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“Property of” No More: Nonprofits Help Sex Trafficking Survivors Remove Markings


In the United States, the trafficking of human beings is a billion-dollar industry. Criminals profit because crimes go unreported and underreported. Since the risk of being caught is low, pimps and gangs engaging in sex trafficking are becoming more brazen and violent. Many use tattoos to mark women as property. Women escaping the brothels have more frequently turned to nonprofits and generous donors to fund procedures to cover the markings of the world they attempt to escape.

Sex traffickers entice their victims with promises of illegal drugs, luxuries, high-paying jobs, and romantic relationships. Once trapped in their web, victims are subject to crushing control, physical and emotional abuse, sexual assault, and isolation. Victims are treated as property of the pimp or gang. Tattoos are systematically used to identify ownership as well as status as “best” provider of sexual acts. Tattoo artists live in crack houses, often tattooing women between “customers.” Markings include gang symbols, sexual slang words, dollar signs, “Property of X” and, increasingly, bar codes that can be scanned by smartphones. These tattoos are placed all over women’s bodies, including on their breasts, legs, eyelids, and gums.

Less than two years ago, Jennifer Kempton was part of a very different life. She was considered the “property of” a gang of thugs in Columbus, Ohio. The horror began after her boyfriend sold her to fund his own addiction and eventually directly to the gang. While part of the gang, she was branded four times including a tattoo marking her “property of Salem.” Mandated to sell her body for a daily quota of $500 to $1000 from six to ten men every day, Jennifer tried to commit suicide. When the attempt failed, she escaped the gang and eventually founded Survivor’s Ink. The nonprofit organization partners with a local tattoo artist to cover up and transform the tattoos abusers use to mark women into images of hope and recovery.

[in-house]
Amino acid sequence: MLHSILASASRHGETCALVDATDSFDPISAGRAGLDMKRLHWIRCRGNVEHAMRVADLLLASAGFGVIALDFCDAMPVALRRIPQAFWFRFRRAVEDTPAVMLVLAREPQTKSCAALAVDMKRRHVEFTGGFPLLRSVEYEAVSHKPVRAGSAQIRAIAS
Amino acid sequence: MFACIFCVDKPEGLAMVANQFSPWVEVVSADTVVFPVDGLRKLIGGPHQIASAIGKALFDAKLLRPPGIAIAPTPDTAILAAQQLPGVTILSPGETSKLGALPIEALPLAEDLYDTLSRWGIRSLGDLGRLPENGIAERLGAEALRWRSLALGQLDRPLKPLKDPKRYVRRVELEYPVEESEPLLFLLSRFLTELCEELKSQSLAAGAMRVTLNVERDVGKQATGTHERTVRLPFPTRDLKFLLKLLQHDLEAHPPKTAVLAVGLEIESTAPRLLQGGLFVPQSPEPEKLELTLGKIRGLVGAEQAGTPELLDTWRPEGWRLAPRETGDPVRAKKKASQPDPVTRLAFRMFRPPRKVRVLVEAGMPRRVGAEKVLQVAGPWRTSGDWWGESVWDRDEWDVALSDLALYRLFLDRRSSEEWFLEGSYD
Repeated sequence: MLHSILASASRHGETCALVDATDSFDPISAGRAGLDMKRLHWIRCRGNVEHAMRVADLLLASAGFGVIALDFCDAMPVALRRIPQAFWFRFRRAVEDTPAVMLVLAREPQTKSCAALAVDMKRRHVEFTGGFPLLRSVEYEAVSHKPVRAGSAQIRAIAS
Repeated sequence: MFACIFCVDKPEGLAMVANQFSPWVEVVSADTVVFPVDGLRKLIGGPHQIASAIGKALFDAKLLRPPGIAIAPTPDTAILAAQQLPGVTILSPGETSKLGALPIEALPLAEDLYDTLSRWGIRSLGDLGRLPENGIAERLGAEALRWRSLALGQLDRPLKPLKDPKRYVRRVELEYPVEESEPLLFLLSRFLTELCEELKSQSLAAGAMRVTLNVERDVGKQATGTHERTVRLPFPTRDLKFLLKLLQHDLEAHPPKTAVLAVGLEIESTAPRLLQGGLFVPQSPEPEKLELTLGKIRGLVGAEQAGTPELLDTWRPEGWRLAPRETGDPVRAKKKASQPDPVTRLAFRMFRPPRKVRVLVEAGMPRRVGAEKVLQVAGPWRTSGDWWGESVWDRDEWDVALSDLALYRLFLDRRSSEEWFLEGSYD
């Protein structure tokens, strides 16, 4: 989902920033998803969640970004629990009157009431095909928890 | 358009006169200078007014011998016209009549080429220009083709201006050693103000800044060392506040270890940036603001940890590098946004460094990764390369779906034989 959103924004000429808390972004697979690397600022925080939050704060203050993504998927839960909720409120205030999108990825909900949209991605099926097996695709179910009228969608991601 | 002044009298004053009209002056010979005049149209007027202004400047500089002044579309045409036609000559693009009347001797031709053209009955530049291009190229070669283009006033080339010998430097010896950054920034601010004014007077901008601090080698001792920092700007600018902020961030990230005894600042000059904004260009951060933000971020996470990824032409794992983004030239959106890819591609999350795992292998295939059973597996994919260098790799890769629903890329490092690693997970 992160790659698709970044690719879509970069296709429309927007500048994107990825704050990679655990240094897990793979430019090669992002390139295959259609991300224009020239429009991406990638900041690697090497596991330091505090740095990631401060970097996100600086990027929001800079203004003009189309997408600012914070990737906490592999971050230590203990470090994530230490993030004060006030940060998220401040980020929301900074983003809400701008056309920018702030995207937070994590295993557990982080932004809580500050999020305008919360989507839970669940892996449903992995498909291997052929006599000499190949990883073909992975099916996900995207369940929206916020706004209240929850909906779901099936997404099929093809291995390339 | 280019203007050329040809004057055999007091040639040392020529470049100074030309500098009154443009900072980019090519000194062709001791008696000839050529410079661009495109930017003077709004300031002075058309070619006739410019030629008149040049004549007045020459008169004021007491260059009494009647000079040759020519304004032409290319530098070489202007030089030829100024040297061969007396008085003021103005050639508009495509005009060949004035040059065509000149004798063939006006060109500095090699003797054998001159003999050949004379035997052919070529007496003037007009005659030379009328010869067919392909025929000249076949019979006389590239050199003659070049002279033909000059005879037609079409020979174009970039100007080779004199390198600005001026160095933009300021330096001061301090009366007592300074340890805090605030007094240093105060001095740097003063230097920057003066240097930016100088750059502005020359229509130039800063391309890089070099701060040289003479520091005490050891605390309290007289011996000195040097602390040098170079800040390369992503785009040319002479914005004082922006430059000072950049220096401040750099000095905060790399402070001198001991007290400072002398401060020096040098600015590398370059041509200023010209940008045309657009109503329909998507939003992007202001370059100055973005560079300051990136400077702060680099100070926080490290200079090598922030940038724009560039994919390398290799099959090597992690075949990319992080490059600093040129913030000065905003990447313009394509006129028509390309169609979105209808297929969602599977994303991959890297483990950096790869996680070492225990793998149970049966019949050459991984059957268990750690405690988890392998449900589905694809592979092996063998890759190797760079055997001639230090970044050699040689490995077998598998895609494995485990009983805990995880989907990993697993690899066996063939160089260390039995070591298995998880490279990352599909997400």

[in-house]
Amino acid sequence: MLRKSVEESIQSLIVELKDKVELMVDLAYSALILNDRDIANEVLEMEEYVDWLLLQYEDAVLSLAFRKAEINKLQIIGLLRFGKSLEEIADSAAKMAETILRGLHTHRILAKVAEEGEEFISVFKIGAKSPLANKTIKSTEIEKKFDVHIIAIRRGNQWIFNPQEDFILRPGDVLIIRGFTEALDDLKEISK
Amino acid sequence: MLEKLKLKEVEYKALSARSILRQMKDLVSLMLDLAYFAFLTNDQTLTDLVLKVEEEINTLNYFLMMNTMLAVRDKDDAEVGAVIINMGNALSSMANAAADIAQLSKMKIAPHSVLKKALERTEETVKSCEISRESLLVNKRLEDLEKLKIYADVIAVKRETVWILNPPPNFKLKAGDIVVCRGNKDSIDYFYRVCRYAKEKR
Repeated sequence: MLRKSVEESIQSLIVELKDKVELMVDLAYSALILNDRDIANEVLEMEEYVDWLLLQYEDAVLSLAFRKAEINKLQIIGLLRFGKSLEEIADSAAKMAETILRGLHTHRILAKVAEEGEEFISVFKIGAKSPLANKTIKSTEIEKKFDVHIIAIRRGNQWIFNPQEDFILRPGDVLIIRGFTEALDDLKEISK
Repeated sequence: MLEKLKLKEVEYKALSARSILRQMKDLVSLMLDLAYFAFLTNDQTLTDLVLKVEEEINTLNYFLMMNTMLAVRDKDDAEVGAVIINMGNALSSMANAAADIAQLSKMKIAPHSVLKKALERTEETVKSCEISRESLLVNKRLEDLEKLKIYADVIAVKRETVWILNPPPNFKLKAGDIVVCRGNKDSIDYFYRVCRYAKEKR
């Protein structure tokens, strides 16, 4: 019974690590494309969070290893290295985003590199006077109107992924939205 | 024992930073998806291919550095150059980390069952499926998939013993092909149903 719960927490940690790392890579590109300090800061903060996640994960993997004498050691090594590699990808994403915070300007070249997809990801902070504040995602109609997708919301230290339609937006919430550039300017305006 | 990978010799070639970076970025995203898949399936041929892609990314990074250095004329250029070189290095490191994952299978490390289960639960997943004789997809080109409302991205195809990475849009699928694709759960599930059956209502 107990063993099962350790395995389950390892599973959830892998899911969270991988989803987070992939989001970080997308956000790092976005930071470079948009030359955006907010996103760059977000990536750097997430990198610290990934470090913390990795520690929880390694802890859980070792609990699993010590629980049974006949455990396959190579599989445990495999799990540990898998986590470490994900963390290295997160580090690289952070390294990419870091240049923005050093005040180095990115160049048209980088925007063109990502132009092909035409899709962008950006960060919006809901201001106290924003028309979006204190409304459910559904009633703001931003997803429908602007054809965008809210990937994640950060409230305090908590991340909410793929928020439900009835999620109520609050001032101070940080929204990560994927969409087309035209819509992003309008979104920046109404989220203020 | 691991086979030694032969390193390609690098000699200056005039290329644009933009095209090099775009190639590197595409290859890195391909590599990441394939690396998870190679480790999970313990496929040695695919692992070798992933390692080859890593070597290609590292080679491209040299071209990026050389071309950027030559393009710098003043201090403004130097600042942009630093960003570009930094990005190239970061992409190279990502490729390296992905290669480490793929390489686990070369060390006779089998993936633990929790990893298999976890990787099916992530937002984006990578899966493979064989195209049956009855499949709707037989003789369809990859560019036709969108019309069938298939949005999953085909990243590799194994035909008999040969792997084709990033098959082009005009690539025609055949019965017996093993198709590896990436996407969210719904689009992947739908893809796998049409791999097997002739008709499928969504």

In the six months since the project began, donors have funded seven scholarships. Andrea was one of the first women funded by Survivor’s Ink. She was the victim of a dysfunctional childhood and later became addicted to drugs. Her abusers accused her of stealing and pistol-whipped her immediately before tattooing a heart and her abuser’s initials on her breast.

Outside of Chicago, a tattoo artist started the INK 180 ministry. The nonprofit began by engaging youth in creating murals to cover gang graffiti. By working with youth, the founder learned how difficult it was for former gang members to begin new lives. Many employers would not hire a former gang member due to the gang tattoos on their bodies. Quickly, activities grew to also include sex trafficking survivors. The organization works with law enforcement to identify survivors, and markings are covered completely free of charge.

According to the International Labour Organization, in 2012, an estimated 20.9 million victims around the world—1.5 million in North America alone—were exploited in the trafficking industry. Ninety percent of victims are entangled by individuals and businesses. Of those, 68 percent are forced to participate in the exploitation of their labor and 22 percent are exploited for sex. Three-quarters of the victims are adults; men and women are roughly equally taken advantage of (55 percent women; 45 percent men). Trafficking occurs in every state, but the three states with the most cases are California, Florida, and Texas.

Perpetrators of the sex trade are exceptionally violent and pursue younger victims. Girls Educational & Mentoring Services (GEMS) estimates that there are 300,000 American girls involved in the industry at any given moment and the average starting age is 13. The National Runaway Safeline estimates that within 48 hours of leaving home, one third of all runaway teens are approached by traffickers.

Survivors struggle to escape their captors. They are isolated with few resources and are unfamiliar with their surroundings—even the language. Thanks to the pimps and gangs that use them, many women have criminal felony records for drug possession and prostitution. In many states, through nonprofit advocacy efforts, there has been a shift in prosecution, creating court procedures to help survivors clear their names.

More and more, nonprofits are focusing on alleviating demand as well as providing services to survivors. Many victims of human trafficking are vulnerable to exploitation, but the laws of supply and demand dictate the industry’s profits. Human trafficking is driven by the demand for cheap labor and commercial sex.

Once their bodies are clear of the violent physical reminders, survivors continue their fight to rebuild their lives and hope for the future.